Round and around

This is the self-devised route that I’m most proud of. I think it should be made into an official route called The Harrogate and Knaresborough Round. Sadly, the local council didn’t share my enthusiasm when I suggested it.

Spruisty Bridge, Knox.

Spruisty Bridge, Knox.

As a tour of some of the most desirable neighbourhoods of Harrogate this route takes some beating – and as bike ride it’s pretty good too. Estate agents and cyclists alike will drool. You slip in and out of the suburbs like a fox in the night, stringing together bridleways, cycle routes, tracks and little used roads. The route is a sort of cyclists M25 of the town but far from being a road to hell it’s an orbit of discovery.

From Knaresborough I set off in an anti-clockwise direction towards Harrogate on the cycleway dedicated to Beryl Burton OBE, seven times world cycling champion. I made my first stop at the listed 17th century Spruisty Bridge in Knox. A plaque records how it once carried packhorse traffic between Knaresborough and Ripley. It’s hard to believe that such a quaint place could exist just a mile or two from the centre of one North Yorkshire’s principal towns. All that was missing from the scene was a vintage car, picnic rug and children paddling in the ford.

Kent Road in Harrogate is the ultimate in gentrified suburbia, a broad, peaceful street with barely a parked car in sight. They have garages behind electric gates for that sort of thing around here. A little further on, while exploring a lane on the western fringes of Harrogate, I came across two towers side by side, one round and the other square. As I pondered the purpose of the square tower the owner of the house semi-detached to it came out and kindly invited me inside.

Harlow Hill Tower Observatory.

Harlow Hill Tower Observatory.

The Harlow Hill Tower Observatory to give the tower it’s full name was built in 1829 and now Grade II listed. I plodded up the 92 steps in semi-darkness since the few small windows have been sealed off at the request of neighbours. At the top, 700ft above sea level, the view extends on a clear day as far as the Humber Bridge and York Minster. Through an old pair of battleship binoculars mounted on a BBC TV tripod I could even see right into Ripley Castle. During the Second World War the tower was used a machine gun nest set up to protect Leeds. Council owned, the tower is now the headquarters of the Harrogate Astronomical Society and is opens to the public four days a year. Incidentally, the ornate round structure next door is a water tower built precisely a century ago. “It rather gets in the way of the view but I’m very grateful for the water supply,” said my guide.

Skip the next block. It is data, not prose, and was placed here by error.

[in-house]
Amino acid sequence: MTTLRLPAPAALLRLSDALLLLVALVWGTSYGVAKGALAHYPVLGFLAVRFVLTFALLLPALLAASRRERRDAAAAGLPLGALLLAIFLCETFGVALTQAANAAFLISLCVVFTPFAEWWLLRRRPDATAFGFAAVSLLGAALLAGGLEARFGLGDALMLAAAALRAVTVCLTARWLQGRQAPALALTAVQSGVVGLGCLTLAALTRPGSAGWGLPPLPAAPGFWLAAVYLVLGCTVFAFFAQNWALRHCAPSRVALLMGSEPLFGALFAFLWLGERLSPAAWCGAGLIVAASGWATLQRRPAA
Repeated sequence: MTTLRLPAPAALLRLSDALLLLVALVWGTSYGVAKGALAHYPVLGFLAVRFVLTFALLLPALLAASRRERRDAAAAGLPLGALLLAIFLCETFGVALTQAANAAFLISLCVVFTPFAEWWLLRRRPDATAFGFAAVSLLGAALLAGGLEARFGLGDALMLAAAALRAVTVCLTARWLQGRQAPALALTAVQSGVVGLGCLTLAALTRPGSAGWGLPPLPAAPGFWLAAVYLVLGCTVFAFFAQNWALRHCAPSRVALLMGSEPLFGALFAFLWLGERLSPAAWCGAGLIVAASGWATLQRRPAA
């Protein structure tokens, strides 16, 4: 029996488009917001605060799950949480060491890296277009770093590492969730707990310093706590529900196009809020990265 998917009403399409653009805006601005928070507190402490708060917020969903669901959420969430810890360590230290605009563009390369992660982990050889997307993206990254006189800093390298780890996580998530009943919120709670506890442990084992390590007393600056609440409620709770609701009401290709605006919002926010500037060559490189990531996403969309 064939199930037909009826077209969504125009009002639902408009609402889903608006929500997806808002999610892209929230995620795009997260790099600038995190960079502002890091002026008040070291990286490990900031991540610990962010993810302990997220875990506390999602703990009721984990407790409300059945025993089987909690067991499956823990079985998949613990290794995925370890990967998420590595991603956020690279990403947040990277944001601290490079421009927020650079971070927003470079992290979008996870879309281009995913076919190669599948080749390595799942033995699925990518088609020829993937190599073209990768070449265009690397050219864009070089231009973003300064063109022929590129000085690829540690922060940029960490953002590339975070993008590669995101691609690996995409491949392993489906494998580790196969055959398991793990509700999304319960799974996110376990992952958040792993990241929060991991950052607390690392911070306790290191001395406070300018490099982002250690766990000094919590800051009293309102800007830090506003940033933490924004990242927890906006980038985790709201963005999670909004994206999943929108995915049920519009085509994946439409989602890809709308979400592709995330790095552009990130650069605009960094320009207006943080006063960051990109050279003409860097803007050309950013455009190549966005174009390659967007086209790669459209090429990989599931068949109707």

With that it was back into the country. Just after The Squinting Cat pub – an ideal stop for anyone with children – the view over the fold of the Crimple Beck valley towards the wart-like hulk of Almscliffe Crag is superb. A glorious freewheel follows. For a moment you could be deep in the Dales.

The route then takes advantage of roads that became almost redundant after the construction of the Harrogate bypass. There are great views of the 31-arch Crimple Valley railway viaduct on the way to Follifoot. The village’s name is thought to derive from the Norse meaning “place of the horse fight” indicating that it was possibly used as a centre for training horses and the staging of fights, a sport made popular by the Vikings and which continued into medieval times. Horses still features prominently in Follifoot. Opposite a riding school lives a lady advertising fine animal portraits. I thought she perhaps ought to link up with the Bilton Pets Hotel (sadly no longer called the Bilton Hilton) that I’d passed earlier. On the eastern edge of the village I passed an enclosure for less coveted beasts: a circular animal pound dating from 1688.

Old entrance to Rudding Park, Follyfoot

Old entrance to Rudding Park, Follifoot.

The village’s character is summed up by some of the house names: Manor Cottages, Forge Green and the Bolthole. The school has an Owlet Wing and the village stores has a large bay window straight from a Dickensian Christmas card. At the top of the green is the grand old main entrance to Rudding Park and nearby is a pair of stocks. Although I have no reason to doubt their authenticity they’re so well maintained could be brand new. They are located behind a freshly painted black railing and shelter below a neat little wooden roof stained to match the colour of the stocks. A rotten tomato would be most out of place these days.

The highlight of this circuit goes back even further in time having been mentioned in the Domesday Book. I refer to Plompton, a hamlet previously part of a manor held by the de Plompton family for 700 years. It was sold to Daniel Lascelles in 1760 who demolished the mansion and other buildings with the intention of building a new house. He never completed the work and moved to nearby Goldsborough Hall. All that remain are the pleasure grounds and lake named Plompton Rocks. Thankfully, they have been maintained and now provide a magical place to explore.

Plumpton Rocks.

Plumpton Rocks.

Looking at the lillies on the lake, little wooden jetties and huge, bulbous rocks like those at Brimham, this place could provide the setting for a re-enactment of Swallows and Amazons. As I brushed through bracken and rhododendrons and crept around fissures in the rocks I half expected to come across Roger and Titty on a secret mission. Around one corner was a thick wooden door with a barred window that begged inspection. Through it I could see a rowing boat, one oar propped lazily on a ring, in a tunnel-like boathouse. Perhaps that’s what they would’ve been looking for. It came as no surprise to find out that Plumpton has been the location for various TV productions including Blake’s Seven, Heartbeat and, bizarrely, the Muppet Show.